Complex Issues and Experts
As far as equitable division goes, Judge Childs generally starts every case with a 50/50 division and deviates from equal division as the facts and circumstances of the case warrant, taking into consideration any relevant conduct of the parties and the need of each party. She welcomes financial experts, especially on complex issues such as business valuations, active versus passive appreciation and separate property tracing issues. Judge Childs also welcomes counsel for each party to submit trial briefs or letter briefs on a complicated issue to assist in her understanding of the more problematic issues at trial. Judge Childs uses her own property spreadsheet and trial form when reaching a verdict and may ask the respective attorneys to draft proposed order based on her trial form.
As far as case presentation, Judge Childs appreciates a brief summary of the requested relief at the beginning of any case, in writing. This helps her narrow down the issues and determine what each party wants. Further, any discovery issues or evidentiary challenges should be dealt with prior to the commencement of trial.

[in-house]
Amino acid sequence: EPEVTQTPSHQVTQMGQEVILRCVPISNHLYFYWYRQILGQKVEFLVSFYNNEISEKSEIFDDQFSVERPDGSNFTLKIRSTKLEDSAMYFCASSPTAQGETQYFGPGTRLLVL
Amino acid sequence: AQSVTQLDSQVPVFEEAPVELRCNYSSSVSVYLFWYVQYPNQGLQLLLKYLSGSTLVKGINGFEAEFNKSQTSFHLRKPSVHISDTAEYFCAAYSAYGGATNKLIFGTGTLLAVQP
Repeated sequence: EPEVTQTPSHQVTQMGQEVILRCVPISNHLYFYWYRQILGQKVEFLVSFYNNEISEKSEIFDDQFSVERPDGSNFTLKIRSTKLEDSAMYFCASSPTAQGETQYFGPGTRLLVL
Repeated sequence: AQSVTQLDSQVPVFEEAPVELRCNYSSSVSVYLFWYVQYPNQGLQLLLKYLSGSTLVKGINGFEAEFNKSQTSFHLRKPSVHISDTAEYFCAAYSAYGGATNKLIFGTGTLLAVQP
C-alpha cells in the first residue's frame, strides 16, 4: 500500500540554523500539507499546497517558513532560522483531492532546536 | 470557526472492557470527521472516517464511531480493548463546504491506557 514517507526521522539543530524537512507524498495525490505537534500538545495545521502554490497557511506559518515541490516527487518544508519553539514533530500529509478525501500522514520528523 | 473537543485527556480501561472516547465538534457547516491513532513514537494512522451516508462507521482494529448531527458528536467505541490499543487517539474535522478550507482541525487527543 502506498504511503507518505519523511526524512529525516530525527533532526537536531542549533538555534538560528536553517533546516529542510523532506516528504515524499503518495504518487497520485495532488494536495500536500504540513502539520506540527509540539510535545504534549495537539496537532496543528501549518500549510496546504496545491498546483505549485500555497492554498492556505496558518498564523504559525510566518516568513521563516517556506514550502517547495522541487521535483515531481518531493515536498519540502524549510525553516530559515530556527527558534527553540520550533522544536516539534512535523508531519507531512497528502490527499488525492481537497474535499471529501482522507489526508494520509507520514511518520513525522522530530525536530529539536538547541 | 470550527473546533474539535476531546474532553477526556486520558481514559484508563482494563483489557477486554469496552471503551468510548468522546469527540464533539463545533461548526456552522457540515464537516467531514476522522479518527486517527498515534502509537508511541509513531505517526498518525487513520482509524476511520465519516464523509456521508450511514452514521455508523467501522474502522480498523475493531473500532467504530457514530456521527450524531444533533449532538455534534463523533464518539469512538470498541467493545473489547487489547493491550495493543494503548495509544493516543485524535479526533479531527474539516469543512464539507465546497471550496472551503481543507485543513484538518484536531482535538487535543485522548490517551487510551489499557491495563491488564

While Judge Childs would prefer that counsel for the parties could work together amicably to resolve discovery disputes, she understands that will not always be possible. In those cases, she encourages parties to reach out to Ms. Bain and schedule a telephone conference with her to resolve the issue quickly. Judge Childs believes all parties should produce any documentation that can be readily accessed, such as bank statements or other financial statements and is more inclined to order a party to hand-over necessary documentation than not. If a party is being uncooperative and she is unable to schedule a telephone conference, she encourages counsel to subpoena the relevant documentation and request fees for said expenses at a later date, if the facts and circumstances so warrant. Further, Judge Childs is open to considering a confidentiality order or protective order if confidentiality is a concern for one or both clients.
Judge Childs understands that litigation is expensive and that attorneys need to be paid. She is inclined to award interim attorney’s fees to keep good attorneys on a case and understands the need for good counsel to help resolve a case. However, if you are asking for fees, you must be able to show that the money is available and that there is a need.
Judge Childs wants the family law bench to know that she is immensely enjoying her new role and appreciates all the hard work and dedication she has seen thus far. She appreciates when attorneys can work together to come to resolutions but is happy to hear the case if that is not a possibility. Finally, Judge Childs requests that all lawyers be courteous and respectful to her staff.